Eventually, John’s curious learning observations concluded with a result in which John’s father was convicted and charged for running a massive drug corporation and procuring many prostitutes. John’s observation’s of his father’s criminal activity, and actions of taking over his fathers drug and prostitute corporation exhibited principle number four of the differential association model that implies that when criminal behaviour is learned, the learning includes learning techniques of acting on a crime, learning motives, and learning attitudes about the crime (Lyon & Welsh, 2017, p.165). Even though John knew this caused unfavourable and unacceptable legal codes amongst society (Lyon & Welsh, 2017, p.165) within the law, he decided to take over his father’s business while his father was serving his sentence. Moreover, principle number six of the differential association theory implies that, an individual may break the law because of an excess of approved contraventions of law over definitions unapproved to the contravention of law (Lyon & Welsh, 2017, p.165), or in other words, John associated himself with people who acted in criminal behaviour and deemed it as acceptable (Lyon & Welsh, 2017, p.165). It was additionally quite clear that with John’s father’s arrest, John was fully aware of the acceptable or non-acceptable legal codes (Lyon & Welsh, 2017, p.165) within social norms, but still chose to be motivated by his father’s unacceptable operations which explain principle number five of the differential association theory (Lyon & Welsh, 2017, p.165). In view of this, as our “intensity” (Lyon & Welsh, 2017, p.165), and preference of certain people may or may not shift over the course of our lives (Lyon & Welsh, 2017, p.165), it is important to keep in mind that John’s “differential associations may vary in frequency, duration, priority, and intensity” (Lyon & Welsh, 2017, p.165) resulting in principle number seven of the differential association theory. In other words, principle number seven can be summarized as our preference to who influences us the most, for how long or who is more important to us can vary throughout our lifetimes (Lyon & Welsh, 2017, p.165). In this regard, as we progress into the criminal behaviour of John, a call to mind will be reimposed in which John had never had a history of juvenile arrests or convictions. However, John was later arrested for the possession of cocaine, driving under the influence and assault. As of current, John’s charges include forcible confinement and sexual assault upon his ex-wife, and girlfriend.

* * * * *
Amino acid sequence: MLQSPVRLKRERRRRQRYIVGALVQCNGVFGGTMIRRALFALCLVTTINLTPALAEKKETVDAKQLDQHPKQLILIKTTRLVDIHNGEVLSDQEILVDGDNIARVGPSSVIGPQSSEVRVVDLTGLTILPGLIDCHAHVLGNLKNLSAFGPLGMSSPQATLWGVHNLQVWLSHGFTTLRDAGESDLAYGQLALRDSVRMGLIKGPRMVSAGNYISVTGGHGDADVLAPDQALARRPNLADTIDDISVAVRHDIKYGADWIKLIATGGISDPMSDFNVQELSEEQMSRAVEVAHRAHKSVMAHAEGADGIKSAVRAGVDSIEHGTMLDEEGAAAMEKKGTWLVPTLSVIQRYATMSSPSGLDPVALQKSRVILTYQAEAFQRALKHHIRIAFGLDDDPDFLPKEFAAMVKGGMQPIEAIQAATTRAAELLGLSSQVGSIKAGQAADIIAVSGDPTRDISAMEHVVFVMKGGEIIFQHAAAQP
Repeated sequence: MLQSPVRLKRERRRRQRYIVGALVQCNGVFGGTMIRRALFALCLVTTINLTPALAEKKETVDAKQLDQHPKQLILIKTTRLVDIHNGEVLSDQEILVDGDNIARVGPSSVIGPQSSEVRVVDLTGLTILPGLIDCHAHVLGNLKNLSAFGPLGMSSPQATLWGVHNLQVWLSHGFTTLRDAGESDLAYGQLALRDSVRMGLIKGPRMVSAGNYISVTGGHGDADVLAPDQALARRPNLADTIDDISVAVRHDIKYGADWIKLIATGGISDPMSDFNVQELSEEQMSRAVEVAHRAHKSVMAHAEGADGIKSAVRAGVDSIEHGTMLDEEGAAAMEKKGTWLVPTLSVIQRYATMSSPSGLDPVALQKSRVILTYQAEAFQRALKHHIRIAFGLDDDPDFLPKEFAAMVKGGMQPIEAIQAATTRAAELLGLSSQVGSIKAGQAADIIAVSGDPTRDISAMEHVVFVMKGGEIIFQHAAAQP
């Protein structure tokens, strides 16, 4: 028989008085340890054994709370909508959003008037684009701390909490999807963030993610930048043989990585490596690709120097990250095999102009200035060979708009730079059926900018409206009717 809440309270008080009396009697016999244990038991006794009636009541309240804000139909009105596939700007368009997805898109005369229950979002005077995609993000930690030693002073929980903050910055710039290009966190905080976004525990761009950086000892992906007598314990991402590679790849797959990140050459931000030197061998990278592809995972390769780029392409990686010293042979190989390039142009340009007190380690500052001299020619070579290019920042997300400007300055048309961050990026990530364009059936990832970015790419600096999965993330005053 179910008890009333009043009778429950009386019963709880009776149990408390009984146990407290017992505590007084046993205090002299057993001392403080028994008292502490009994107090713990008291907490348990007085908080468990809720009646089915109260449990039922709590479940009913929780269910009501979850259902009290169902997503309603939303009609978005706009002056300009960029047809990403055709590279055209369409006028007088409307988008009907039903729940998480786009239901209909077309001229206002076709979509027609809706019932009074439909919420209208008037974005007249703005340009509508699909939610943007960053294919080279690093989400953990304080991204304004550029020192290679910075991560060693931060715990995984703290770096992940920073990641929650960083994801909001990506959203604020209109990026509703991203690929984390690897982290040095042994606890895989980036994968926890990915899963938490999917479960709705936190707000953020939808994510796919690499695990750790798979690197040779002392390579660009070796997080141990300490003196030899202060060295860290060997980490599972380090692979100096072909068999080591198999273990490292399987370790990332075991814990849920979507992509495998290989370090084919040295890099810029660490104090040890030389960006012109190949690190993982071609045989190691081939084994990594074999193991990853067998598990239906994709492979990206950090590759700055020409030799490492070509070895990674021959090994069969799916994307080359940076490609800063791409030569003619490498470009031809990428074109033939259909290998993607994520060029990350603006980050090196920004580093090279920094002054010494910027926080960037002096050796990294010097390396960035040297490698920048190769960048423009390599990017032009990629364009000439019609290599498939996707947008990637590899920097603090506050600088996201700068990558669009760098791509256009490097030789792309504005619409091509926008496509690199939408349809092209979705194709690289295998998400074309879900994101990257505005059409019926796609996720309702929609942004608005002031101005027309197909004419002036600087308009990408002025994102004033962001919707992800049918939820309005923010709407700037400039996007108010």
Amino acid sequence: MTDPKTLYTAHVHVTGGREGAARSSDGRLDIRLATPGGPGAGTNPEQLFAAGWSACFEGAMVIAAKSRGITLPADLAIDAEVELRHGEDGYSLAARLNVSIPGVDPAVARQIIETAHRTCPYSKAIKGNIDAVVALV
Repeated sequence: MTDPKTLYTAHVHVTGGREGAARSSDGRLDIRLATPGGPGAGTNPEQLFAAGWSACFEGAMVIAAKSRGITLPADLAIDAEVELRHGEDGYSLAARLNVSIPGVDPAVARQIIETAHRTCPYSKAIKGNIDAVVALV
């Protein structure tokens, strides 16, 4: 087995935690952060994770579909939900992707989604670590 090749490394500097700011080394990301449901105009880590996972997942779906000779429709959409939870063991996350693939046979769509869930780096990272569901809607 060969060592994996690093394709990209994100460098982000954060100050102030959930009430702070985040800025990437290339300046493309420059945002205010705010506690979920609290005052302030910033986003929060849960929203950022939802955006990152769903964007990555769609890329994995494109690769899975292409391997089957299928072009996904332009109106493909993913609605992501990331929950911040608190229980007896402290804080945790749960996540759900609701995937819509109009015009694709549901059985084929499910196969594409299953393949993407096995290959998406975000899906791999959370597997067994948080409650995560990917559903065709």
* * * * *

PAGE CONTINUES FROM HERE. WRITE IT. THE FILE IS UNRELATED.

Nonetheless, John also meets the Modalities of Association within the originating place of “relative influence of our social interactions” (Akers, 2009, as cited in Lyon & Welsh, 2017, p.165), as John was heavily influenced by his father, and peers. John also had the ability to know what was societally acceptable, and what was societally wrong, but still chose to act on his learned criminal behaviour (Lyon & Welsh, 2017, p.165). While this is true, John still had a shot at learning anti-criminal behaviour (Lyon & Welsh, 2017, p.165) as principle number eight implicitly informs us that criminal and anti-criminal behaviour patterns follow the same apparatus that can be engaged in all other learning behaviours (Lyon & Welsh, 2017, p.165). Unfortunately, as John did obtain learned knowledge of criminal behaviour, principle number nine implies that while John’s needs and values of what can be assumed as fitting in were criminally conducted, it does not explain his criminal behaviour as anti-criminal behaviour would have the same values, and needs without reaching their needs and values throughout the act of committing a crime. (Lyon & Welsh, 2017, p.165). As John was charged with forcible confinement and sexual assault upon his ex-wife, and girlfriend, John was arrested after a search warrant was issued for his arrest. At the moment, John awaits his trial date with a lack of interest that he will most likely spend a substantial amount of time in jail.
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- Lyon, D.R., & Welsh, A. (2017) The psychology of criminal and violent behaviour. Don Mills, Ontario: Oxford University Press